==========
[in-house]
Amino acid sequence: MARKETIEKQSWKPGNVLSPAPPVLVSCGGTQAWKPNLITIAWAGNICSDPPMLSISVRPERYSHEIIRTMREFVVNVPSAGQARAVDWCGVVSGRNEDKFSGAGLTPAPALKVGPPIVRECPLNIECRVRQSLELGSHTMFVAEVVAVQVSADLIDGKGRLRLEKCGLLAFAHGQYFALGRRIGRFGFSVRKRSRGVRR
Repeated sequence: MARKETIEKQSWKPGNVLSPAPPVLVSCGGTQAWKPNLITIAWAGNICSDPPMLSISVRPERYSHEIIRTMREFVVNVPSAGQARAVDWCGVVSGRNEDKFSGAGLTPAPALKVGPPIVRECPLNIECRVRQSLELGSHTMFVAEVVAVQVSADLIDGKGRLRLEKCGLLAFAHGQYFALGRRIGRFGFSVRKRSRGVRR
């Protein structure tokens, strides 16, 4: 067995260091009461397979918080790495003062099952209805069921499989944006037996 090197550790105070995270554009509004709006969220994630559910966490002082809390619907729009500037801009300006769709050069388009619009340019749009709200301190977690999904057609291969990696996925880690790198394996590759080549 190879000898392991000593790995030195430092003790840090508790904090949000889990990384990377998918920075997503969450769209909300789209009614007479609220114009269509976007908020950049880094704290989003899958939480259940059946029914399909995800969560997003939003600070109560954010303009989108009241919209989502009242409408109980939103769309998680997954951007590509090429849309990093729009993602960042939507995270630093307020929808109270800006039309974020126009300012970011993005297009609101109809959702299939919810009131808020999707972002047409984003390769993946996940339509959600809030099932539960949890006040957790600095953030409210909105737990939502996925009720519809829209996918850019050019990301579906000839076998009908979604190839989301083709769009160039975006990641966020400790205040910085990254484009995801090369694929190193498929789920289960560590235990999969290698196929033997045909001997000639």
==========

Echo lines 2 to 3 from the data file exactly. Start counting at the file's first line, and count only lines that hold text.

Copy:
Amino acid sequence: MARKETIEKQSWKPGNVLSPAPPVLVSCGGTQAWKPNLITIAWAGNICSDPPMLSISVRPERYSHEIIRTMREFVVNVPSAGQARAVDWCGVVSGRNEDKFSGAGLTPAPALKVGPPIVRECPLNIECRVRQSLELGSHTMFVAEVVAVQVSADLIDGKGRLRLEKCGLLAFAHGQYFALGRRIGRFGFSVRKRSRGVRR
Repeated sequence: MARKETIEKQSWKPGNVLSPAPPVLVSCGGTQAWKPNLITIAWAGNICSDPPMLSISVRPERYSHEIIRTMREFVVNVPSAGQARAVDWCGVVSGRNEDKFSGAGLTPAPALKVGPPIVRECPLNIECRVRQSLELGSHTMFVAEVVAVQVSADLIDGKGRLRLEKCGLLAFAHGQYFALGRRIGRFGFSVRKRSRGVRR